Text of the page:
Taiwan Water Report 2016
BMI View: Given that the government will be a key driver of infrastructure project implementation as wellas financing over the coming years, the uncertain political outlook for Taiwan in light of the presidentialelections coming up in 2016 is a key risk to our outlook for the current infrastructure improvements in thepipeline for the water sector. Moreover, neither the ruling Kuomintang party nor the opposition DemocraticProgressive Party has a concrete China policy which poses particularly significant risks with regards topotential China water imports. Although agreements have now been signed, any change to pro-Chinapolitical sentiment could result in the delay or even cancellation of the proposed pipeline, and this is asignificant downside risk to our water consumption outlook.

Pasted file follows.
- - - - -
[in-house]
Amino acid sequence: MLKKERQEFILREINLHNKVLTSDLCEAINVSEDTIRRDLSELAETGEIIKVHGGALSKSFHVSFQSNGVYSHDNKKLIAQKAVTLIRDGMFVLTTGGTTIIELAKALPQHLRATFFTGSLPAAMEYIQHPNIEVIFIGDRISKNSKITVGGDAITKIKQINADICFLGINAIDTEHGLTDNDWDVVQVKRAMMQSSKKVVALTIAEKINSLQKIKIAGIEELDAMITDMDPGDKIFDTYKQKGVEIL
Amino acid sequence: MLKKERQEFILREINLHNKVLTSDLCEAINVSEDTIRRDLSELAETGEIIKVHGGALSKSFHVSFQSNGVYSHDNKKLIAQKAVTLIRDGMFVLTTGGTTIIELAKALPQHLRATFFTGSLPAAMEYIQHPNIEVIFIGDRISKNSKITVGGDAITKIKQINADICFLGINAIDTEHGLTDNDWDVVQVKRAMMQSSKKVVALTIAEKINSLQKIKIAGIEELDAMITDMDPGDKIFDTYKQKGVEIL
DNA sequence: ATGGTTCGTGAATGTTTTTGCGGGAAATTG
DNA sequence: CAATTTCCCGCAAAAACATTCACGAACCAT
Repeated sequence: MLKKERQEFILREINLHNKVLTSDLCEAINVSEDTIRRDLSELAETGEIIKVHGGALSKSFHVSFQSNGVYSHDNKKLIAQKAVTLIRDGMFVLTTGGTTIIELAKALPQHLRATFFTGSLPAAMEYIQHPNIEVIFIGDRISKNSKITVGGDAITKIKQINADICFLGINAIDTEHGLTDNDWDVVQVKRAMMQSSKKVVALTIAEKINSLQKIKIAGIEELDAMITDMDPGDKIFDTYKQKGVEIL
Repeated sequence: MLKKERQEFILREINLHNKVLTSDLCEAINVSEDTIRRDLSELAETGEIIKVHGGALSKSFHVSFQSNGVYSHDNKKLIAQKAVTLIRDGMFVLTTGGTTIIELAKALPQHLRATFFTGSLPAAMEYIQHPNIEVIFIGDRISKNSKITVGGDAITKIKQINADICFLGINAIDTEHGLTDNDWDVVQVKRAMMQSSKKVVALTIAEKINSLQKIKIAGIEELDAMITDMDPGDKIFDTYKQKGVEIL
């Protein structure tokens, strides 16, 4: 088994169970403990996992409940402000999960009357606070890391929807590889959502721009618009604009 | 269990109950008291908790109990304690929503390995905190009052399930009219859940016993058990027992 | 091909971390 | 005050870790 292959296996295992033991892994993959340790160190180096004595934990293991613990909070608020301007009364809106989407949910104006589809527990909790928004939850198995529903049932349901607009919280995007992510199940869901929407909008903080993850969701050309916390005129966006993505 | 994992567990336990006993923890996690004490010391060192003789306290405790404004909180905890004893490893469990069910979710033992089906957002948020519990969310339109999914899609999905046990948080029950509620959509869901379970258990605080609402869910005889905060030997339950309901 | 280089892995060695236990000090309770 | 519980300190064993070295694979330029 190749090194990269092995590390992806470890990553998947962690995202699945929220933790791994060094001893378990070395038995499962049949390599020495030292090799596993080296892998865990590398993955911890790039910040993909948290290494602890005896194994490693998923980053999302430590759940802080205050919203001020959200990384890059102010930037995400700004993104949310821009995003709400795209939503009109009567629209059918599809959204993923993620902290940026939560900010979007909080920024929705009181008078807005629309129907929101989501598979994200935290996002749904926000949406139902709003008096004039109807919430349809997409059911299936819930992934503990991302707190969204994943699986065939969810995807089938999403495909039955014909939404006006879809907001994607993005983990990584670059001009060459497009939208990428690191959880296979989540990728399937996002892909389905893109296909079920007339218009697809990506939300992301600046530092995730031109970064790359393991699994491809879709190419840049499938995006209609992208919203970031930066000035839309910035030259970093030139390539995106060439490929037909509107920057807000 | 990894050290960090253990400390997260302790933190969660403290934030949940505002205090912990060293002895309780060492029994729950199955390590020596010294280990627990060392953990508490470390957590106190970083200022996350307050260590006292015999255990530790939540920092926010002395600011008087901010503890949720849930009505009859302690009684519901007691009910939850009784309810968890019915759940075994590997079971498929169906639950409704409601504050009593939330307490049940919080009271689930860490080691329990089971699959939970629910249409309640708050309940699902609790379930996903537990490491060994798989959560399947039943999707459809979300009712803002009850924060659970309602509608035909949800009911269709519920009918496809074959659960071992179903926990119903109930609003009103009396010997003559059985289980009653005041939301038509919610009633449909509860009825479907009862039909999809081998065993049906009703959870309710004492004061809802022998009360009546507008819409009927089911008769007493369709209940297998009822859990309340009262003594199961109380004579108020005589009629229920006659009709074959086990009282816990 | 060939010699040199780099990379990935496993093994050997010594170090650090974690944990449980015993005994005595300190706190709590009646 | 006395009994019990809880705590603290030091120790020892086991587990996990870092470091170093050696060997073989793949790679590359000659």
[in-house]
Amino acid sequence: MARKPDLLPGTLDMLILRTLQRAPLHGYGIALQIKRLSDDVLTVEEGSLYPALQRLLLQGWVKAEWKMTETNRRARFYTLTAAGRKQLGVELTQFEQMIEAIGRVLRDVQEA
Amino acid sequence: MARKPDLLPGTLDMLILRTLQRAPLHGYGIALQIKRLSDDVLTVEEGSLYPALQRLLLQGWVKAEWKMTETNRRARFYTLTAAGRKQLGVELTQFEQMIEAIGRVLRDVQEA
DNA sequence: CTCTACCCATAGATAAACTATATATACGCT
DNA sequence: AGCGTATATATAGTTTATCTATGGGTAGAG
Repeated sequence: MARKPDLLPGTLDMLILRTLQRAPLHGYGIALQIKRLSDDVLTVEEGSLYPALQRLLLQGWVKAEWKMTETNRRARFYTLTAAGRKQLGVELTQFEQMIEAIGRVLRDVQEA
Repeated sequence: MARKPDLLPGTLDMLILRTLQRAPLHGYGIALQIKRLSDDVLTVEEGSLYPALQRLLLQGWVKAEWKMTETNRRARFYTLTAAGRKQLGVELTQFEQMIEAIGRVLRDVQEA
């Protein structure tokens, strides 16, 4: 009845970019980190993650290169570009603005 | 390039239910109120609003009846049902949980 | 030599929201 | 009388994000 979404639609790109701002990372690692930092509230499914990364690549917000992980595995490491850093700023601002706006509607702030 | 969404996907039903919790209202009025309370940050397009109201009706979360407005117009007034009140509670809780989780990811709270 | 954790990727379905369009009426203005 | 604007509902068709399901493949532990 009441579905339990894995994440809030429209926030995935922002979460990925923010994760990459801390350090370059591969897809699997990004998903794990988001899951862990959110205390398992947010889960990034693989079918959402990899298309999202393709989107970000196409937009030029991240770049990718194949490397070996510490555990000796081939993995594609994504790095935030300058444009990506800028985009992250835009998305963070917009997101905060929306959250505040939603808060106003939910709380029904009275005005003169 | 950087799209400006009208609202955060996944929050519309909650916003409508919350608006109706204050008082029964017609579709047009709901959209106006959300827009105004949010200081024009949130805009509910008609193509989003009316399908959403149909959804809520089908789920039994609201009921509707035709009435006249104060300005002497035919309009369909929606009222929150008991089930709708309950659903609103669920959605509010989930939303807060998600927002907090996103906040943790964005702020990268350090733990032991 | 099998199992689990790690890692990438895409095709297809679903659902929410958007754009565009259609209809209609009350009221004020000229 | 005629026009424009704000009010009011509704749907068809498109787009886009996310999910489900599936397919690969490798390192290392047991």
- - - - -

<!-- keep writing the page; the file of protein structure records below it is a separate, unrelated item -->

China and Taiwan signed a deal on July 20 to pump water from the province of Fujian in mainland Chinato Taiwan's Kinmen County, in a sign of a thaw in relations between the two countries. Under the termsof the agreement, a 11.5km undersea pipeline will be built from Fujian to transport water to the 100,000residents of the Kinmen archipelago by 2017. The pipeline will be able to deliver up to 34,000 tonnes ofwater daily to the archipelago by 2027.
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